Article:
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Bast's 'incredible collection' auctioned

Lifelong and well-known Boonsboro resident owned numerous quality antiques

Lifelong and well-known Boonsboro resident owned numerous quality antiques

March 08, 2008|By MARIE GILBERT

BOONSBORO -- Bidder, bidder, bidder.

How much for a rare astronomical clock with an elaborately inlaid mahogany case?

Who'll give 50,000?

Sixty, 70.

Who'll give 80?

Sold for $101,750.

Thank you.

A piece of history was auctioned off Saturday afternoon from the estate of John H. Bast Jr., a lifelong and well-known resident of Boonsboro.

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The tall case clock, circa 1790, was signed John Reynolds, Hagerstown, and was expected by appraisers to bring top dollar.

They weren't wrong.

"There was a little bit of a bidding war," said Tom Bikle, Bast's nephew and executor of his estate. "We knew there would be a lot of interest. It was definitely the most popular clock auctioned today."

The winning bidder was from Hagerstown, he said.

The clock was exceptional, said professional appraiser John Newcomer, because of its rare moon dial. It features an inlaid waist that centers a conch shell and an inlaid base that centers an American eagle.

Early American clocks, including more than 20 shelf and mantel clocks and about a dozen tall clocks, were just one facet of Bast's extensive antiques collection that was auctioned off at the Cochran Auction Theatre on Mapleville Road.

There were candle stands, tea tables, porcelain vases, and early mirrors. There also were oil paintings, fine silver, rugs and cut glass lamps.

But of significance were the number of antiques with a local connection.

In addition to clocks made in Hagerstown, Frederick and Shepherdstown, W.Va., there was an early washstand made in Captain Brining's Boonsboro cabinet shop, and an early 14-drawer cabinetmaker's chest from the original Brining and Bast Furniture and Undertaking Shop in Boonsboro from the early 1800s.

"My uncle collected antiques for many years," Bikle said. "He and his wife were always traveling to antique shops."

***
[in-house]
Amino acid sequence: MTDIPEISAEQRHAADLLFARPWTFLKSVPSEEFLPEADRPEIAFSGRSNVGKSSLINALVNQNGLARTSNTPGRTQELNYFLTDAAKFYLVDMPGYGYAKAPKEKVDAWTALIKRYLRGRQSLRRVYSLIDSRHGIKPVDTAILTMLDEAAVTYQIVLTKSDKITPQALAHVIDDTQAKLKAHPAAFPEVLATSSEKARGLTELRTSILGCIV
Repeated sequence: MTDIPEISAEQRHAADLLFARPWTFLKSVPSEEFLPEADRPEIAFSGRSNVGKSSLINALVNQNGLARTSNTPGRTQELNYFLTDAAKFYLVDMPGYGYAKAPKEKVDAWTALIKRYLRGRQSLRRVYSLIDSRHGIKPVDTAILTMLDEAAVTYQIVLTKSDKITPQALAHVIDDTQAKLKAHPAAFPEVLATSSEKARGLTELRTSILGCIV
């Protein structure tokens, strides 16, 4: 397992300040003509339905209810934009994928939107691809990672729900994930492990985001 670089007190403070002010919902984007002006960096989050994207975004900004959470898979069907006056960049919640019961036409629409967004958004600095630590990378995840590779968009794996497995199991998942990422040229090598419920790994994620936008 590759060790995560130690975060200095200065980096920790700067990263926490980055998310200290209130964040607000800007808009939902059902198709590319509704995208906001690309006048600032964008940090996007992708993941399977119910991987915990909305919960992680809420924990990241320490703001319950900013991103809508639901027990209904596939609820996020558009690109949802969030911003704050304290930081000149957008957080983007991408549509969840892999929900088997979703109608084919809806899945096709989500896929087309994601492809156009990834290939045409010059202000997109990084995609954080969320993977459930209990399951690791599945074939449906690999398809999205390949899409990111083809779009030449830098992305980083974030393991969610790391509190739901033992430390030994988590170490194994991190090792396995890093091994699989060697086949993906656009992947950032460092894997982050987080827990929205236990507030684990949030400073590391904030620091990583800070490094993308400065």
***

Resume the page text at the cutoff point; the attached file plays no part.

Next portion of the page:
His primary criteria when selecting antiques was to acquire fine pieces whose condition met his very high standards, he said.

Bikle said the auction featured about 480 cataloged items.

An uncataloged portion of the auction also was held, and included many hand tools used by Bast, whose hobby was cabinetmaking.

About 800 people registered to participate in the auction, Bikle said.

"People traveled here today from all over," he said. "Since the announcement of the auction several weeks ago, we've had inquiries from across the country - from Massachusetts to the state of Washington."

Bikle said a preview of the Bast collection was held last week to benefit the new Boonsboro branch of the Washington County Free Library.

A rare Johnston and Melhorn mantel clock from the estate recently was donated to the Boonsboro library, he said. The clock bears a label that says Boonsborough and Hagerstown.

"My uncle never wanted that clock to leave the area," he said.

Among the people attending Saturday's auction was Marcella Zauche of Westminster, Md.

"I'm an auction addict," she said. "And this is one of the better ones I've attended. The quality of antiques is unbelievable."

Zauche said she had purchased two brass birds and two crystal birds, but had her eye on a bronze ship.

"That's really what I came for," she said.

William London of Hagerstown came with a friend who was interested in bidding on several pieces of furniture.

"This is an incredible collection of antiques," he said. "Some of these pieces are things you just dream about."

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